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New Module Area?

by vroom (Pope)
on May 19, 2000 at 18:43 UTC ( #13236=monkdiscuss: print w/replies, xml ) Need Help??

I know there are a lot of people who are module wary. There questions about how do I install them? However once you get past that modules allow us to do all kinds of neat things without having to code up all of the details. The problem is I think a lot of us /myself included/ do not know about what is available out there. If users wrote an article of sorts extolling the virtues of their favorite module, or giving a mini-tutorial a lot of us could learn a lot about what is out there.

A user(I forget who) either mentioned this idea in a post or in the chatterbox.

I'd like to hear what all of you think about this idea and any ideas you might have for setting up such an area.

Replies are listed 'Best First'.
My Favorite Module: CPAN
by Aighearach on May 21, 2000 at 20:03 UTC

    The Module of Modules: CPAN

    Modules make possible in an afternoon, what would take many months without them. It is because of this the time needed to learn to use them is well spent. Once you learn to effectively use modules, you will wonder how you ever got by without them. Switching from Perl without modules, to Perl with modules, is as big a step is ease of use and project clarity as moving from C to Perl was is the first place.

    So, my favorite module is the module that brings me my modules: CPAN.pm

    This should have come with your perl dist. I won't get into how to use it in your program, as most modules are used; no, there is a very special power within CPAN that no monk can live without. This is the CPAN shell. To invoke, issue the following incantation:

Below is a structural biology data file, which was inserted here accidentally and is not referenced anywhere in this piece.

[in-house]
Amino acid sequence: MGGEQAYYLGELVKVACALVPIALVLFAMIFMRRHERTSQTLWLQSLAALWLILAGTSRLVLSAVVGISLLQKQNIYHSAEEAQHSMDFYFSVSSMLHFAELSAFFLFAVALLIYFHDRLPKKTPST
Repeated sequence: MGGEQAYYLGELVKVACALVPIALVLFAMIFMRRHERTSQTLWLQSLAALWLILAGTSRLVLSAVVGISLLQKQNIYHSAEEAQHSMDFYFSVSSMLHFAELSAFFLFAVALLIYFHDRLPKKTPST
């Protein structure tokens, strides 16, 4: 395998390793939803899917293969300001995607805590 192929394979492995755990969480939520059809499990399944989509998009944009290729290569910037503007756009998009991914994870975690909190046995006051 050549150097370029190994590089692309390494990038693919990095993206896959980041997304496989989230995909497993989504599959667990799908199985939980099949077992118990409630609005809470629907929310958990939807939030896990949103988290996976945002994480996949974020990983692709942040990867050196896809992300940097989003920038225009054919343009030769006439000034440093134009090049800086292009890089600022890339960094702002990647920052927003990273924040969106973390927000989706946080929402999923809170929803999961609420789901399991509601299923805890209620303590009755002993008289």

perl -MCPAN -e'shell'

    It will probably tell you some things, like that there is a newer version of the spell, and that you should fetch some network Bundle:: 's. Follow these instructions, always.

    Now, to look for a module, light your purifying incense, and chant:

    i /keyword/

    Give it a try. If you don't know what to search for, try i /lingua/.

    When you find something that sounds way-super-cool, concentrate on:

    install package::name

    For example, you might want to install Lingua::EN::Gender. This will download the tarball, configure it, make it, make test and make install it for you, saving you the trouble. Why should a Perl hacker have to wrestle with gcc? I say, let's leave the C coding to St. Wall, and his Disciples.

    When you first run it, it will ask you some congif questions; I recommend asking the Gods to install any dependencies for you; I have found them to be better at knowing these things than I am.